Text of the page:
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Gazeley's All Saints church ceiling carvings inspire book by historian



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The future is looking up for a church after a substantial donation led to the publication and sale of a book which explores the origins of 150 small wooden mediaeval carvings on its ceiling.

The carvings had barely been visible from the floor of All Saints’ Church, in Gazeley, but a donation made in the will of local man Jack Marsh when he died in 2006 helped bring the artworks in to focus when a scaffold was erected to use the £30,000 sum for extensive repairs.

Upon climbing the scaffold with her daughter, former church warden Maggie Pugh saw the carvings up close and word then began to spread, due to the rarity of such images in churches since Henry VIII and Oliver Cromwell’s destruction of religious idols in the 16th century.

Gazeley Church, church warden Maggie Pugh and Rob Pilsworth with the book.
Gazeley Church, church warden Maggie Pugh and Rob Pilsworth with the book.

“I’d seen a few of them when the scaffold was up years earlier, but it was only when Simon photographed all of them in detail more recently that we realised just how interesting they were and how many we had.

“We didn’t realise the historical significance at that time either, and just how much they detail mediaeval village life.

“When we saw them all up close, we were amazed because the craftmanship is incredible.”

Gazeley church carving. Picture by Simon Johnson
Gazeley church carving. Picture by Simon Johnson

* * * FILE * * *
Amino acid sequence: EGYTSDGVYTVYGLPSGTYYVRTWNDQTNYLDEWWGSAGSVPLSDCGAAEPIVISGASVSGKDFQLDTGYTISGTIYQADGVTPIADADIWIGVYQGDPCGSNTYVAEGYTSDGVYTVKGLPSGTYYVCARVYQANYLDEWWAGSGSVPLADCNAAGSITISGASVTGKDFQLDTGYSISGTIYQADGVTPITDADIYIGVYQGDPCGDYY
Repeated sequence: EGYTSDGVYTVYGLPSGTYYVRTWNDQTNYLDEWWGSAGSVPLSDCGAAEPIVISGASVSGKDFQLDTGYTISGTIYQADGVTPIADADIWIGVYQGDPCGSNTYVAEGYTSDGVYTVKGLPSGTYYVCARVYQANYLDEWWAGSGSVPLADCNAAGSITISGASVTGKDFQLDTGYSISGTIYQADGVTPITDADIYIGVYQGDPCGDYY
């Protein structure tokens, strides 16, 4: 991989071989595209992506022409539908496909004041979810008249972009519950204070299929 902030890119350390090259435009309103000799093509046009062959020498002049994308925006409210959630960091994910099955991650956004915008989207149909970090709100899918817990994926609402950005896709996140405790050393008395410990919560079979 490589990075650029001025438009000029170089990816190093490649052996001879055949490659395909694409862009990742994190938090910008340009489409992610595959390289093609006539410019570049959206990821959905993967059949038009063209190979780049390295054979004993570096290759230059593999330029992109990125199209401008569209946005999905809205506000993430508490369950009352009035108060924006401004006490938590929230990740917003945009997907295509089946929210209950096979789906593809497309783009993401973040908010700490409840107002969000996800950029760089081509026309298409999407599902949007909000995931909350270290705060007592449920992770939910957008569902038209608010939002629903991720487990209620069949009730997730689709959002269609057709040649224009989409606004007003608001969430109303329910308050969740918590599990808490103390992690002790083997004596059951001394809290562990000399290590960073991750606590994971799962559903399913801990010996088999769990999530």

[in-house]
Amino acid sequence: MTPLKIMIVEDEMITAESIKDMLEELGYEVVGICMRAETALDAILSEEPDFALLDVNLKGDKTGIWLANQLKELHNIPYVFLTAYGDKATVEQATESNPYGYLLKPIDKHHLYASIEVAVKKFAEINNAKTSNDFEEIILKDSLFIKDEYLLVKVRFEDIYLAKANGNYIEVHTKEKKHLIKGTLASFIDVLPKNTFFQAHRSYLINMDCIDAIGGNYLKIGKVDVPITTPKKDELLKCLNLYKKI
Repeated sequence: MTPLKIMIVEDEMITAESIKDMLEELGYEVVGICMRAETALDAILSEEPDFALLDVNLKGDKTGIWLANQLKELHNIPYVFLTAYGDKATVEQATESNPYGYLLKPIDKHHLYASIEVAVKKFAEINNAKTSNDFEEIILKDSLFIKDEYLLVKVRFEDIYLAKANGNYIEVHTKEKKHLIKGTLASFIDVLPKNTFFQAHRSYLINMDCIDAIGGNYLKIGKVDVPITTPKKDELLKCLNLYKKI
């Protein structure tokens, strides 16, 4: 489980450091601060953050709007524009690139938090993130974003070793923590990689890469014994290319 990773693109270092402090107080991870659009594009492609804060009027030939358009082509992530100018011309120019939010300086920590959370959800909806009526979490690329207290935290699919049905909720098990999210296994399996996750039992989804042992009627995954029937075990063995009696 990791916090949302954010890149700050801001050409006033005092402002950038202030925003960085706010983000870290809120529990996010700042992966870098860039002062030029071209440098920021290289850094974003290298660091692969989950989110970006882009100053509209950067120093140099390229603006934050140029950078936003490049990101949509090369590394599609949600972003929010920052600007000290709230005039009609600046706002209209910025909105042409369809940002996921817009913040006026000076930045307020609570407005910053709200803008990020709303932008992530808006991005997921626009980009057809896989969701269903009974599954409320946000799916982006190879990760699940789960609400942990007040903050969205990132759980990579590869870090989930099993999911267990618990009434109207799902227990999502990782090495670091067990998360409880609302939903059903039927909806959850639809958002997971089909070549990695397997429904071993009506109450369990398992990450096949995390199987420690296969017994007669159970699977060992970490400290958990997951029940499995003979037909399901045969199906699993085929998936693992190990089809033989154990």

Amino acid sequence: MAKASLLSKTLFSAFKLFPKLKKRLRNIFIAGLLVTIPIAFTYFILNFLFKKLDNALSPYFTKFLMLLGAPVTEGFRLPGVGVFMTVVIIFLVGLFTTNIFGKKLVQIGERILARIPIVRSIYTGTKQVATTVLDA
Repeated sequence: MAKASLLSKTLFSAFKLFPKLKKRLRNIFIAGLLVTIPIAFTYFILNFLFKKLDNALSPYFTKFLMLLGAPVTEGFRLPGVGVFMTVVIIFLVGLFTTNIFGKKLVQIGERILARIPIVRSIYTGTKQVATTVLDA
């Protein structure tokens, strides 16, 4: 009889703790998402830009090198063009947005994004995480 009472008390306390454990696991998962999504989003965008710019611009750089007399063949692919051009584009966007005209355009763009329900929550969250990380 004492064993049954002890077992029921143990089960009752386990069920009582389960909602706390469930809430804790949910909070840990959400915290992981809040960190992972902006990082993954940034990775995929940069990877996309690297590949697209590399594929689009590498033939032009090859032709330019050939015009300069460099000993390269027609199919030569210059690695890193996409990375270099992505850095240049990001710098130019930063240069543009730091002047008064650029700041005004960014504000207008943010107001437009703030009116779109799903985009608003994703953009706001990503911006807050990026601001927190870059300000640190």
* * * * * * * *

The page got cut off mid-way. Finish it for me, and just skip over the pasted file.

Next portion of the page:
Gazeley church carving. Picture by Simon Johnson
Gazeley church carving. Picture by Simon Johnson
Gazeley church carving. Picture by Simon Johnson
Gazeley church carving. Picture by Simon Johnson

The fine detail on the depictions was further documented when historian and public library manager Simon Johnson visited the 13th century church while touring churches in East Anglia and photographing their interiors.

Having noted that written and online guides to Suffolk’s churches made no mention of the carvings, upon hearing about them, his curiosity led him to visit with a telephoto lens, allowing him to take high resolution pictures of the carvings from the floor.

The artworks depict animals, people and mythical monsters and are thought to be around 600 years old, having survived the 16th century due to being out of reach and difficult to see from the ground.

The photos taken by Mr Johnson were donated to the church to be used to raise funds, and were placed in a public exhibition in the church during the autumn of 2021.

With visitors keenly interested in the photos, they were then collated in to a book which went on sale last week at The Chequers pub and the Post Office in Moulton for £7, along with being available online for delivery at £8.50 each.

The books, which were privately published with the help and funding of churchgoer Rob Pilsworth, can be ordered by emailing lazarusnfp@btinternet.com